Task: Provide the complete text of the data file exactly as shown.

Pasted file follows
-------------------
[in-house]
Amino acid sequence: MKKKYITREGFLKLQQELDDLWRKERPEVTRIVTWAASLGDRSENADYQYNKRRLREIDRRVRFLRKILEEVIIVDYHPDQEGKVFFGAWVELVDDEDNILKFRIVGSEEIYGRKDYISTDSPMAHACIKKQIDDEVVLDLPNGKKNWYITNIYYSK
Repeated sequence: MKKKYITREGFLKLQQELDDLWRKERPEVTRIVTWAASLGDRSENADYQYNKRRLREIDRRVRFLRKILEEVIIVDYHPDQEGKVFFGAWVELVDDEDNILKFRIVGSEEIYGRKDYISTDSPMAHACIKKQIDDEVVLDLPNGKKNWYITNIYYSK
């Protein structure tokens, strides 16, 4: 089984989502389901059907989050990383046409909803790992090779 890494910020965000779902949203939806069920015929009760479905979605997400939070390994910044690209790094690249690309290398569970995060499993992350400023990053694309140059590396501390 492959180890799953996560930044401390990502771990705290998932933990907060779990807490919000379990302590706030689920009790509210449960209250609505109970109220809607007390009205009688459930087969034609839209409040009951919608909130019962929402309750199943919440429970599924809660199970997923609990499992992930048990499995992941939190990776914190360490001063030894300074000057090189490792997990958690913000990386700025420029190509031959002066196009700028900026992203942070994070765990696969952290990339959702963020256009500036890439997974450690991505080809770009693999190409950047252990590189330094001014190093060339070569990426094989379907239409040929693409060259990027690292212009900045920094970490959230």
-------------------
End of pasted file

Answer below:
[in-house]
Amino acid sequence: MKKKYITREGFLKLQQELDDLWRKERPEVTRIVTWAASLGDRSENADYQYNKRRLREIDRRVRFLRKILEEVIIVDYHPDQEGKVFFGAWVELVDDEDNILKFRIVGSEEIYGRKDYISTDSPMAHACIKKQIDDEVVLDLPNGKKNWYITNIYYSK
Repeated sequence: MKKKYITREGFLKLQQELDDLWRKERPEVTRIVTWAASLGDRSENADYQYNKRRLREIDRRVRFLRKILEEVIIVDYHPDQEGKVFFGAWVELVDDEDNILKFRIVGSEEIYGRKDYISTDSPMAHACIKKQIDDEVVLDLPNGKKNWYITNIYYSK
């Protein structure tokens, strides 16, 4: 089984989502389901059907989050990383046409909803790992090779 890494910020965000779902949203939806069920015929009760479905979605997400939070390994910044690209790094690249690309290398569970995060499993992350400023990053694309140059590396501390 492959180890799953996560930044401390990502771990705290998932933990907060779990807490919000379990302590706030689920009790509210449960209250609505109970109220809607007390009205009688459930087969034609839209409040009951919608909130019962929402309750199943919440429970599924809660199970997923609990499992992930048990499995992941939190990776914190360490001063030894300074000057090189490792997990958690913000990386700025420029190509031959002066196009700028900026992203942070994070765990696969952290990339959702963020256009500036890439997974450690991505080809770009693999190409950047252990590189330094001014190093060339070569990426094989379907239409040929693409060259990027690292212009900045920094970490959230």